Sea of Thieves: Is It Time to Take the Plunge?

Impact's Jack picks apart the latest additions to Rare's pirate game to see if it is now worth taking the time to play it.

Upon first release, Rare’s Microsoft-exclusive pirate game was empty, grindy and full of trolls who took the whole ‘pirate’ thing a little too seriously. A year on, with four major free updates under its belt and a fifth on the way, let’s run through all the ways Rare has expanded their horizons…

The Hungering Deep (May 29th)

  • Private crews are added – you can finally play with just your friends, without the fear of immediately being trapped in the brig.
  • A huge Megalodon boss joins the Kraken in randomly attacking ships.
  • A limited-time co-op quest is added.
  • The speaking trumpet lets you communicate with (and laugh at) players far across the map.
  • The drum is added. It makes noise when you hit it.
  • Bilge Rat Adventures start in June, introducing the Bilge Rat trading faction, Skeleton Thrones for you to find with other crews for unique rewards, and exploding gunpowder-barrel skeletons.

Cursed Sails (July 31st)

  • The Brigantine ship type provides for 3-person crews, halfway between the heavy-duty galleon and manoeuvrable sloop.
  • You can form alliances using new flags to share voyages and goals with other ships.
  • Big updates to character customisation, including hair dyes!
  • A time-limited campaign explored the story of a shopkeeper who got turned into a skeleton (and her partner, turned into a parrot) while making cursed cannonballs – drawing crews of skeleton ships into the Sea of Thieves.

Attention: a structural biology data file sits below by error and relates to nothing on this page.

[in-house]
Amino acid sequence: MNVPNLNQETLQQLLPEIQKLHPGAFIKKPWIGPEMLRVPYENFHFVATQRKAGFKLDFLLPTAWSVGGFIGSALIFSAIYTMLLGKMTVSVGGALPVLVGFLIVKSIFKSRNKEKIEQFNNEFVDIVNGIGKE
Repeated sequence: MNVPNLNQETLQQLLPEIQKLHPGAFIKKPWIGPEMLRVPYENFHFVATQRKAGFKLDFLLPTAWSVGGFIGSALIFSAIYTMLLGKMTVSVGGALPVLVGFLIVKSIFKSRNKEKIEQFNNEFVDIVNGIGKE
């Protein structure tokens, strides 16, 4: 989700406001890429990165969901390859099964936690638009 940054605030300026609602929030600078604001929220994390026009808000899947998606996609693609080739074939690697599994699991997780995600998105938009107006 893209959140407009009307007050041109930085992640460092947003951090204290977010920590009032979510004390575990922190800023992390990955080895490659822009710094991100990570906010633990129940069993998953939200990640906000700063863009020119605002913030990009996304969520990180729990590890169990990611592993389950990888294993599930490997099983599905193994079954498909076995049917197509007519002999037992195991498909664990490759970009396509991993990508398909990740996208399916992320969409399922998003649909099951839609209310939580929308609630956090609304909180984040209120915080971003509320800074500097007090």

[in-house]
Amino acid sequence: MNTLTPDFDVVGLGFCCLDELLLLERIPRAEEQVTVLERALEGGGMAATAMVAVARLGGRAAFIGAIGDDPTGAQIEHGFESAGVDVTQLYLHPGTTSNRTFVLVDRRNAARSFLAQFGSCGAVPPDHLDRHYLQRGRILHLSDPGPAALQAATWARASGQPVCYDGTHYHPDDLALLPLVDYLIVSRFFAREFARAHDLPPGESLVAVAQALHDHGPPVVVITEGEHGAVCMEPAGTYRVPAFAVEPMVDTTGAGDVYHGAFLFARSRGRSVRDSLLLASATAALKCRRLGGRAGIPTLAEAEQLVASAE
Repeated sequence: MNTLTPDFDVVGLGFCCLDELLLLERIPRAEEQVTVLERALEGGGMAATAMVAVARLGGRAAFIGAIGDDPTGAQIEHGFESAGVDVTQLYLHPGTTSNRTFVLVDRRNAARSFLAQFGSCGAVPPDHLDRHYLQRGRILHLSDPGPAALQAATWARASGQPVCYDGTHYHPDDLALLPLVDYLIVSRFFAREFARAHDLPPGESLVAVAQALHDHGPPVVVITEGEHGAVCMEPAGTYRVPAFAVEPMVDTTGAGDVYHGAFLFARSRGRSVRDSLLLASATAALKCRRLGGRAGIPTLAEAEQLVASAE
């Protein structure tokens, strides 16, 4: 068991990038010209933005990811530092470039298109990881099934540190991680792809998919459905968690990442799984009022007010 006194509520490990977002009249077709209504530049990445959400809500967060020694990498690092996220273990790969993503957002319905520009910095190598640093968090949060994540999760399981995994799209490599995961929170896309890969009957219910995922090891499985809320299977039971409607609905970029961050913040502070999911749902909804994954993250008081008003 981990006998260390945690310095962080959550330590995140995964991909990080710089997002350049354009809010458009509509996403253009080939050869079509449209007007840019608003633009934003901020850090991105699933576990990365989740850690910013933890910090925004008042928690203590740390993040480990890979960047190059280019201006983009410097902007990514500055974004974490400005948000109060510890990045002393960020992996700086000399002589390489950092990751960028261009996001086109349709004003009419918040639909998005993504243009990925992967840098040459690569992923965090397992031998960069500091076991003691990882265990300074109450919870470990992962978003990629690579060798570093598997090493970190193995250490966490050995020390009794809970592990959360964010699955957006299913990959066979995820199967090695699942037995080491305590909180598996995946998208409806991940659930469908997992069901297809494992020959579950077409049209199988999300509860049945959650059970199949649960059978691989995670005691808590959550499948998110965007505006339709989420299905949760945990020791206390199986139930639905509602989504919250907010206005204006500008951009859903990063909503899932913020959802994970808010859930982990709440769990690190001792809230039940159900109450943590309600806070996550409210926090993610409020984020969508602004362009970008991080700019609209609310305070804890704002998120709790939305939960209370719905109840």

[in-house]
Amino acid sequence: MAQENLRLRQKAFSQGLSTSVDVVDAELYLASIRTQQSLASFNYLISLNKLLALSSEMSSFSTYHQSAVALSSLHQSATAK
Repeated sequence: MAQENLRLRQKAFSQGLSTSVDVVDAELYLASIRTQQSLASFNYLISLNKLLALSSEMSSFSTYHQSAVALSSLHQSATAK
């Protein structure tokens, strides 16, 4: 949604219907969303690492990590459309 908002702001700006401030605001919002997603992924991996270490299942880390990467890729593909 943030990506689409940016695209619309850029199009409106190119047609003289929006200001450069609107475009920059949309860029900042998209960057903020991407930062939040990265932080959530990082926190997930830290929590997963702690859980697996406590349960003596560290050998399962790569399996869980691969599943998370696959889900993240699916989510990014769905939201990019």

• These AI Skeleton crews sail under ship-shaped clouds for players to engage in combat.
  • Those cursed cannonballs can be used in combat, affecting your ship (raising the sails, lowering anchor) or crew (uncontrollable dancing).

Forsaken Shores (September 27th)

  • A new volcanic region, aptly named The Devil’s Roar, ups the challenge with fiery lava flows, balance-breaking earthquakes, geysers that launch you into the air, and explosive volcanic eruptions.
  • Environmental storytelling details the history of the region’s first explorers.
  • You can now use rowboats scattered across the map to navigate super-heated water and ferry supplies to your ship, then dock them to your vessel and bring them along.
  • A new quest type introduced new characters – Cargo Runs ask you to transport goods (fragile bottles, cloth that rots if it gets wet, and plants in need of watering) in time-sensitive missions. The less damaged the goods are upon delivery, the higher your reward.
  • New sea posts have popped up all around the map – small shops with a randomised collection of items for sale at discounted prices.

Shrouded Spoils (November 28th)

  • The headline feature of this update was the new weather effect – thick fog banks make navigation more dangerous and difficult.
  • Skeleton crews aren’t confined to fixed points anymore, but roam the seas freely, following their own paths for the player to engage with as they choose.